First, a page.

Akiane Kramarik

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Akiane Kramarik
Born (1994-07-09) July 9, 1994 (age 20)
Mount Morris, Illinois, U.S.
Occupation Painter, poet
Website
http://akiane.com

Akiane Kramarik (/æˈkænæ/;[1] born on July 9, 1994) is an American poet and artist. She was known as a child prodigy and had begun drawing at the age of four.[2] Kramarik's best-known painting is the Prince of Peace,[3] which was completed at the age of eight.

Background[edit]

Akiane Kramarik was born on July 9, 1994, in Mount Morris, Illinois to a Lithuanian mother and an American father.[4] Her education began at a public school but she was later homeschooled.[2]

Career[edit]

Lost Years of Jesus

She is a self-taught painter. She states that God spoke to her when she was four years old, encouraging her to draw and paint her visions.[5] Her parents were atheists at the time (they later converted to Christianity because of Kramarik's paintings and visions).[citation needed] She began to draw at the age of four, advanced to painting at six, and began to write poetry at seven. Her first completed self-portrait sold for US$10,000.[5] Kramarik donates a portion of the revenue from art sales to charities.[6]

Her paintings are often allegorical as well as spiritual, involving likenesses of Jesus, children, and animals, as well as self-portraits. She often draws inspiration from magazine pictures.[2] However, according to Kramarik, her main inspiration comes from her visions of heaven and her personal connection with God.[7]

Faithfulness

At the age of 10, she appeared on The Oprah Winfrey Show; at the age of 12, on CNN.[8] Additional appearances include, The Late Late Show with Craig Ferguson (Episode: 1x68, April 25th, 2005) and The Katie Couric Show (Episode: 1x21, October 8, 2012).

By age 12, she had completed sixty large paintings. Some of her works have been purchased by the US Embassy in Singapore.[1] Overall, she has completed over 200 art works and 800 literary works and has published two best-selling books.[6]

Colton Burpo, a near-death survivor at age four, had been identifying deceased family members from photographs, and the family had been searching for images that matched the boy's description of Jesus. It was not until Kramarik's "Prince of Peace", a portrait of Jesus, was shown many years later on Glenn Beck's, The Blaze, that Burpo confirmed that "they finally got one right."[9] Burpo's story is told in the New York Times number-one, best-selling book,[10] Heaven Is for Real (2010) and the identically titled film (2014). Kramarik is referenced in the film as the "young Lithuanian girl" and is shown with her painting at the beginning and the end of the movie.[11]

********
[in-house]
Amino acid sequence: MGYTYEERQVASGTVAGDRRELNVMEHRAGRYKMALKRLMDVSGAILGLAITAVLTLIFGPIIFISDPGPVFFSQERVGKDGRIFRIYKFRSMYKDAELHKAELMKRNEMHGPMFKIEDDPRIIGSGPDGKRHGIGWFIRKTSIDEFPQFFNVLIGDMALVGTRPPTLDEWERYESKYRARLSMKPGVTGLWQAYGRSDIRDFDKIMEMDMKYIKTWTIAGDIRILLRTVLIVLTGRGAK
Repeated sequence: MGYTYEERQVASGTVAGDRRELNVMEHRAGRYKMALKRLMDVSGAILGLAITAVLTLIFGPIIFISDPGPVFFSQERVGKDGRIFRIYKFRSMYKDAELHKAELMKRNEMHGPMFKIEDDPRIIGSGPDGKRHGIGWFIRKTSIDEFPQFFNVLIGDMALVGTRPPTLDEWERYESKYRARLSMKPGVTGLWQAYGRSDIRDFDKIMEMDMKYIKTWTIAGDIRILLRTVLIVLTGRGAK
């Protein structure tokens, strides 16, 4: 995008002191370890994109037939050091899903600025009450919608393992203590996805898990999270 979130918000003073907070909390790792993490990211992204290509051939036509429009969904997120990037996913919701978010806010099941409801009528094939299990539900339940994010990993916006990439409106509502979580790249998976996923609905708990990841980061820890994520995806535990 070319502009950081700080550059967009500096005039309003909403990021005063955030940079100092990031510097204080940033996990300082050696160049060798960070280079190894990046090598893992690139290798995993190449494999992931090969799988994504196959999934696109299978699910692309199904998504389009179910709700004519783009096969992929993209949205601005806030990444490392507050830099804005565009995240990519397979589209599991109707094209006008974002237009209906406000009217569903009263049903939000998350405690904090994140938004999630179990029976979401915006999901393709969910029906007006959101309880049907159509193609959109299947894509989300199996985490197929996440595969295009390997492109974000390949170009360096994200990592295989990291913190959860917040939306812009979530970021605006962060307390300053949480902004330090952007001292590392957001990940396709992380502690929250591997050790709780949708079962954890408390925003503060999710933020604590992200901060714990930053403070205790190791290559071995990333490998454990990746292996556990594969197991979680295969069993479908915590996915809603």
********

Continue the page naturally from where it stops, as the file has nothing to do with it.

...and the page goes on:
Bibliography[edit]

  • Akiane Kramarik, (2006). Akiane: Her Life, Her Art, Her Poetry. Nashville: W Publishing Group. ISBN 0-8499-0044-1. 
  • Akiane Kramarik, (2006). Akiane My Dream is Bigger Than I: Memories of Tomorrow. Artakiane.llc. ISBN 0-9778697-0-9. 

References[edit]

  1. ^ a b "Akiane art tour 2007". La Prensa (San Diego). June 8, 2007. Retrieved 2014-09-24 – via Highbeam. (subscription required (help)). 
  2. ^ a b c Robin Heflin (July 11, 2004). "Strokes of genius; Just 10, Post Falls' Akiane Kramarik is dazzling everybody with her paintings, poetry". The Spokesman-Review (Spokane, WA). Retrieved 2014-09-24 – via Highbeam. (subscription required (help)). 
  3. ^ Jones, Justin (17 November 2014). "Blessed or Cursed? Child Prodigies Reveal All". The Daily Beast. Archived from the original on 20 December 2014. Retrieved 20 December 2014. “Some researches actually analyzed my work and compared the Shroud of Turin with. . . this painting,” Akiane told Katie Couric earlier this year. The Shroud of Turin is the alleged cloth In which Jesus was buried after he was crucified. “They said it was almost 80 to 90 per cent accurate. 
  4. ^ Her Life Artakiane.com
  5. ^ a b "Akiane Kramarik: Dream Child". Christianity Today. July 2004. Archived from the original on 2007-01-24. Retrieved 2007-01-30. 
  6. ^ a b Akiane: home page
  7. ^ Rose Centi, Lori (February 21, 2012). "Interview: Akiane speaks of heaven and paintings". The Washington Times. Archived from the original on 20 December 2014. Retrieved 20 December 2014. Akiane began sketching at the age of four; by age six, she was painting on canvases. She told her mother that she had to paint because she had “visions from God.” Her parents, who were atheists at the time, were simultaneously confused and amazed by their young daughter’s paintings of heaven and Jesus Christ, to whom she referred as “God.” 
  8. ^ "Lou Dobbs Tonight Transcript". CNN. 2003-10-24. Archived from the original on 24 January 2007. Retrieved 2007-01-30. 
  9. ^ Billy Hallowell; Cori O'Connor (18 April 2014). "Boy Who Claims He Nearly Died and Went to Heaven Reveals How an Image on CNN Captured Exactly What He Saw". The Blaze. Archived from the original on 21 December 2014. Retrieved 21 December 2014. 
  10. ^ BOSMAN, JULIE (11 March 2011). "Celestial Sales for Boy’s Tale of Heaven". The New York Times. Retrieved 21 December 2014. 
  11. ^ Marianne Klett, Leah (16 May 2014). "Image of Jesus in 'Heaven Is for Real' Painted by 'God-Taught' Young Girl Akiane Kramarik". The Gospel Harold. Archived from the original on 21 December 2014. Retrieved 21 December 2014. 

External links[edit]